By Kevin Buckland TOKYO (Reuters) – The safe-haven dollar retreated from near a two-decade high against major peers on Thursday, tracking an easing in Treasury yields, while U.S. equity futures accelerated gains as investors continued to assess the economic outlook. The euro clawed its way back from near a two-decade trough, while the commodity-linked Australian […]
Safe-haven dollar eases with U.S. yields as risk appetite improves
By Kevin Buckland
TOKYO (Reuters) – The safe-haven dollar retreated from near a two-decade high against major peers on Thursday, tracking an easing in Treasury yields, while U.S. equity futures accelerated gains as investors continued to assess the economic outlook.
The euro clawed its way back from near a two-decade trough, while the commodity-linked Australian dollar surged amid a rebound in copper and crude oil prices.
The dollar index — which measures the currency against six counterparts — slipped 0.22% to 106.82, pulling away from the overnight peak at 107.27, a level not seen since late 2002.
The two-year Treasury yield, which bounced from near one-month lows to as high as 3.006% overnight, pulled back to 2.9629%.
S&P 500 emini futures pointed to a 0.3% advance for the U.S. stock index at the open.
The euro rebounded 0.25% to $1.01845 after sinking as low as $1.01615 on Wednesday, also for the first time since the end of 2002.
The Aussie leapt 0.55% to $0.6820, after sinking to a two-year low of $0.67615 on Wednesday.
Brent crude retook $101 and copper climbed 3%.
“Risk sentiment looks to be in reasonable shape in Asia, and U.S. yields have backed off a little bit, so everything sort of fits together for the U.S. dollar to peel back slightly from its highs,” said Ray Attrill, a strategist at National Australia Bank.
“Commodities aren’t in the world of pain that they were at the start of the week, so there’s a positive story for commodity- and pro-cyclical currencies, and an overall softer U.S. dollar is the counterpart to that.”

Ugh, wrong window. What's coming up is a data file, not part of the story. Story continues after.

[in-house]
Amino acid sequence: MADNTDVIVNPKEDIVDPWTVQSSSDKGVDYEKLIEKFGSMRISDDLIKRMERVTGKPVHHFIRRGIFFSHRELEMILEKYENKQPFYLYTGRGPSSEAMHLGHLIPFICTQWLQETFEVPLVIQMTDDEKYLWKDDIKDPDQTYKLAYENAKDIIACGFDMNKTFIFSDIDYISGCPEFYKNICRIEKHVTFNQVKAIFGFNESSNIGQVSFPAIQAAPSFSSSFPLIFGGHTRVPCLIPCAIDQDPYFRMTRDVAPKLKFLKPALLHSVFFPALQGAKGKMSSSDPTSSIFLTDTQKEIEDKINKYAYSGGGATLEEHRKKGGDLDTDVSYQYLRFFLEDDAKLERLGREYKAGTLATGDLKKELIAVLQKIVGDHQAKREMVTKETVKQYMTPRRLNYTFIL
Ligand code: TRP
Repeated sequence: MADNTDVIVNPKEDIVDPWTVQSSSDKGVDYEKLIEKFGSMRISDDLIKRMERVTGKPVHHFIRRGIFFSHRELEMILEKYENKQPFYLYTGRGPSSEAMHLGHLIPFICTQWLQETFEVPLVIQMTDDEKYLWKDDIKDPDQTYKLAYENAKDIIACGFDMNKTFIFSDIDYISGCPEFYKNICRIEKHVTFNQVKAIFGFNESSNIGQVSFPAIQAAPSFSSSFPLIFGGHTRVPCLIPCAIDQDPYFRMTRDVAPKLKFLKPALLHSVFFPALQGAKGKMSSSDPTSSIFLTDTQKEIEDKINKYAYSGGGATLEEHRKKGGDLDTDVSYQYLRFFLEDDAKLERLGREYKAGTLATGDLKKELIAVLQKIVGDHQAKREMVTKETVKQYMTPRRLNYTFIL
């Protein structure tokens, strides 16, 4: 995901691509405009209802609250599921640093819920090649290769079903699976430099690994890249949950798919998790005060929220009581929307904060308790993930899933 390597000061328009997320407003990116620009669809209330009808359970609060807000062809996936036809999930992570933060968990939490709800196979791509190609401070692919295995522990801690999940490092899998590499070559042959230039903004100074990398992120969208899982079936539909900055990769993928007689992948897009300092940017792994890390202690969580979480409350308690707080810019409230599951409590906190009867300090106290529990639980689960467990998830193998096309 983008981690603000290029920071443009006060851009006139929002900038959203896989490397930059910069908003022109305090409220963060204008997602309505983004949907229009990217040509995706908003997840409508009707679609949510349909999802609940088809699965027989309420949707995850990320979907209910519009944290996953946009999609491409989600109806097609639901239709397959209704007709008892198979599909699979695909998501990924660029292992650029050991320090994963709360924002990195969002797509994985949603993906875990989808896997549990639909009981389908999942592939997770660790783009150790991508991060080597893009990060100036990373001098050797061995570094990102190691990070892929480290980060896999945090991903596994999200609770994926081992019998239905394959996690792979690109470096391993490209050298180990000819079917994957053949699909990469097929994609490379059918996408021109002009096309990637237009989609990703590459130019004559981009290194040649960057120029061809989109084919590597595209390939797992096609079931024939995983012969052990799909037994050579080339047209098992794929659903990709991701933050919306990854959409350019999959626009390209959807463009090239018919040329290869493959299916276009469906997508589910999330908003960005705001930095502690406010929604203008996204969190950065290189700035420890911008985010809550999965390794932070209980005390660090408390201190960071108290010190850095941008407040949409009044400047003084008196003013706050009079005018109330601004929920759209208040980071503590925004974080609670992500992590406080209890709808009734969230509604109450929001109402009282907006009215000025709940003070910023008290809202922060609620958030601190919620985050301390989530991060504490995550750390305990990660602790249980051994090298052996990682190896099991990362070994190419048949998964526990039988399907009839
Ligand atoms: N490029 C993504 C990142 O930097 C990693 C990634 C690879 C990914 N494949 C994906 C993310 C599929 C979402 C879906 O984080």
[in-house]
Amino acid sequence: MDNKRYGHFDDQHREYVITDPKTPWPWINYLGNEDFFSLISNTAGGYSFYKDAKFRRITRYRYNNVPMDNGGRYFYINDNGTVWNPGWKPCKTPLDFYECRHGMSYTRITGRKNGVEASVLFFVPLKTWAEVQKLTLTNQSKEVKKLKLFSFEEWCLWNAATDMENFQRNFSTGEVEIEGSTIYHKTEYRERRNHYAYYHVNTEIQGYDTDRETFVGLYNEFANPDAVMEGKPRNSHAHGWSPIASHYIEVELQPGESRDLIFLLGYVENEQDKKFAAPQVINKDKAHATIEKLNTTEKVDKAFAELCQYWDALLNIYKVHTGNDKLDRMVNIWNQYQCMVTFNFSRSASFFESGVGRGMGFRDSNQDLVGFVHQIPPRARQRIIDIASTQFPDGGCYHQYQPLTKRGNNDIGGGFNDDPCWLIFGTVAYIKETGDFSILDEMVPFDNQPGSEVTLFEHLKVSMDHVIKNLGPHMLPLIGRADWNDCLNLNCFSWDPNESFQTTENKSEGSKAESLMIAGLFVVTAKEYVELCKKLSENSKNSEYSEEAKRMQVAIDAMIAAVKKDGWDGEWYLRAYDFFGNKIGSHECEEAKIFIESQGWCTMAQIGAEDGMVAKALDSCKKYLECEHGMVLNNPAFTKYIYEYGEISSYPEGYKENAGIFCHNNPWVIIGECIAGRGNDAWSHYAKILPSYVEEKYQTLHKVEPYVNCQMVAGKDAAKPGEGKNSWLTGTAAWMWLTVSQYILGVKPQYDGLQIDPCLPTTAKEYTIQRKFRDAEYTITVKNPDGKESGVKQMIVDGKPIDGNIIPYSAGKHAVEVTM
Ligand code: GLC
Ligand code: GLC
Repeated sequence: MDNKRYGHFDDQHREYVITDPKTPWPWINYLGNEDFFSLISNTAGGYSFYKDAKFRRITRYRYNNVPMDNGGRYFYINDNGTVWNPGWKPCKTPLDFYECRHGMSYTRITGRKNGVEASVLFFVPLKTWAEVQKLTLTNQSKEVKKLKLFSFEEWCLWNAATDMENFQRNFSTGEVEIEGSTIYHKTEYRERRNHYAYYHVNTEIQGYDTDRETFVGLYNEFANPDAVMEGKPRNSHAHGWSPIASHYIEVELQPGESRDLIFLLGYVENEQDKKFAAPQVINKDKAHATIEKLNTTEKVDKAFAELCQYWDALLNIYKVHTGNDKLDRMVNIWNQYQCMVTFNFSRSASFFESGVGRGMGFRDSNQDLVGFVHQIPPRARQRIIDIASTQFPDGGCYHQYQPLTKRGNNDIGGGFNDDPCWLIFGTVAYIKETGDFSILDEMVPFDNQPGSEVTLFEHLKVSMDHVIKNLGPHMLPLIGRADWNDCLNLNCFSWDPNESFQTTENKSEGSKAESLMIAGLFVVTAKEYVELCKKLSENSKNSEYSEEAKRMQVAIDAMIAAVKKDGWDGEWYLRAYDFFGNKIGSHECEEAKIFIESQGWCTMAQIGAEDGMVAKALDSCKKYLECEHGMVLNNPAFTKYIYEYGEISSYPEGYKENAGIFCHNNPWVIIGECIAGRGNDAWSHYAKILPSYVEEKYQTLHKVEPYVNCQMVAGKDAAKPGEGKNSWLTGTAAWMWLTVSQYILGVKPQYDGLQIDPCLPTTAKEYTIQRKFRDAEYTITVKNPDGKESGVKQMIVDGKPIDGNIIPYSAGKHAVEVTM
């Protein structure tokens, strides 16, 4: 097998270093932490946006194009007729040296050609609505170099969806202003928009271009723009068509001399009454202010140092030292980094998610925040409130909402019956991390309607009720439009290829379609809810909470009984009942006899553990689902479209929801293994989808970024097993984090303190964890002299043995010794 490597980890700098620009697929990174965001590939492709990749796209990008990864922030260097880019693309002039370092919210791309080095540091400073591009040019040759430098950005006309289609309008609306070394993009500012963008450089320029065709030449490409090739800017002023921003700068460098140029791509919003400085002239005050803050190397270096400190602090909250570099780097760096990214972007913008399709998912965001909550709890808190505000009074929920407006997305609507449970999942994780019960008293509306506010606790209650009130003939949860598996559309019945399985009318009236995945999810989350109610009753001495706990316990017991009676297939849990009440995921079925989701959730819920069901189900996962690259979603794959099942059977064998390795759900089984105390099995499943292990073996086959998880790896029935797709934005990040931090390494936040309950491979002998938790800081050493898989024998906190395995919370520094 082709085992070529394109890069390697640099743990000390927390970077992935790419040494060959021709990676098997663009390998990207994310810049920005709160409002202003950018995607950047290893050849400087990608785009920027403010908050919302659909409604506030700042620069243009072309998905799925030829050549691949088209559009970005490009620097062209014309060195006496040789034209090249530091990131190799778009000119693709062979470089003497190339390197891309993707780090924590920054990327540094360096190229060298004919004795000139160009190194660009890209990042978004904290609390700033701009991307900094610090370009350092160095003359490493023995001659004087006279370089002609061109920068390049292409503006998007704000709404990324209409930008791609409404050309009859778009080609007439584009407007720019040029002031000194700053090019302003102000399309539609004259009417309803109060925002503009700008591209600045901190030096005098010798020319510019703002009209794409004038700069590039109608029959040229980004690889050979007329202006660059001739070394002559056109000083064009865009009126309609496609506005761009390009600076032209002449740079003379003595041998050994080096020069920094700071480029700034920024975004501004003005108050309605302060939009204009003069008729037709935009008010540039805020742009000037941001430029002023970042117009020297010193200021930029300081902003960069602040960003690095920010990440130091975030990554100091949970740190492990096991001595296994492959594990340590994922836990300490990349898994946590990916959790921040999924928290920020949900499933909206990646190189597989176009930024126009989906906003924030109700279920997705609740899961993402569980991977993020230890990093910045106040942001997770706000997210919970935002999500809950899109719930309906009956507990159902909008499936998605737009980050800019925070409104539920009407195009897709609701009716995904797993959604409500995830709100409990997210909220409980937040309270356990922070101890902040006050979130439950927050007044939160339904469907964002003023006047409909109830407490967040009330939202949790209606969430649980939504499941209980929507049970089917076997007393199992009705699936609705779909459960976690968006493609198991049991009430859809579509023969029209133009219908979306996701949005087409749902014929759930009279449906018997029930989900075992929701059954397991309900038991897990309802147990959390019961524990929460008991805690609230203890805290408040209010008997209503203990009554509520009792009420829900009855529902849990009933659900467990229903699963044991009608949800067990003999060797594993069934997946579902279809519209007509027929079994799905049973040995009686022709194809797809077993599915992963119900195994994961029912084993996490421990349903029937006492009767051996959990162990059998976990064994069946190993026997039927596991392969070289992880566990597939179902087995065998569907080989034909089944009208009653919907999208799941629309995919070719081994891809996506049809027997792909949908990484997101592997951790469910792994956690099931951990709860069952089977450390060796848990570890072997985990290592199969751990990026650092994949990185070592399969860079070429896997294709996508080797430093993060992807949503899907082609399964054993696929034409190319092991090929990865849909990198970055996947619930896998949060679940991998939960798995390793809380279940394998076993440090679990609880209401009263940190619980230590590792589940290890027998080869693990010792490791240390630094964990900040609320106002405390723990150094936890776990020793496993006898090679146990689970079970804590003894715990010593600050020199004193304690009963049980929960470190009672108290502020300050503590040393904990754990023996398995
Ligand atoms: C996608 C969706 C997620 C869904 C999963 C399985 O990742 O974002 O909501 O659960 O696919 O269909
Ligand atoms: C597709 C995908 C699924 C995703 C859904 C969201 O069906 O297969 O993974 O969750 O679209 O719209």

Investors are weighing the risks of a U.S. recession with the Federal Reserve hiking rates aggressively.
Minutes of June’s meeting released Wednesday – when policy makers tightened by 75 basis points, the most since 1994 – revealed their concern that worsening inflation would erase faith in the Fed’s ability to control it.
Some lacklustre economic data has raised speculation that tighter conditions were already producing an effect, but data overnight showed U.S. job openings fell less than expected in May, pointing to a still tight labor market that could keep the Fed on the offensive.
The next major U.S. economic release will be Friday’s jobs report for June. Economists polled by Reuters expect employers to have added 268,000 non-farm payrolls during the month.
The dollar was little changed at 135.85 yen, consolidating around that level after pulling back from a 24-year high at 137.00 at the end of last month.
Analysts expect the pair to stay above 130 by year-end, although only seven of the 61 respondents expect it to be weaker than it is now, with four of those predicting a surge to 140, a Reuters poll showed.
Sterling pulled away from a two-year trough amid the dollar’s weakness, even with British Prime Minister Boris Johnson fighting to keep his job amid a mounting rebellion within his party.
The British pound advanced 0.25% to $1.19515, after an overnight dip to the lowest since March 2020 at $1.1877. [GBP/]
(Reporting by Kevin Buckland; Editing by Sonali Desai and Kim Coghill)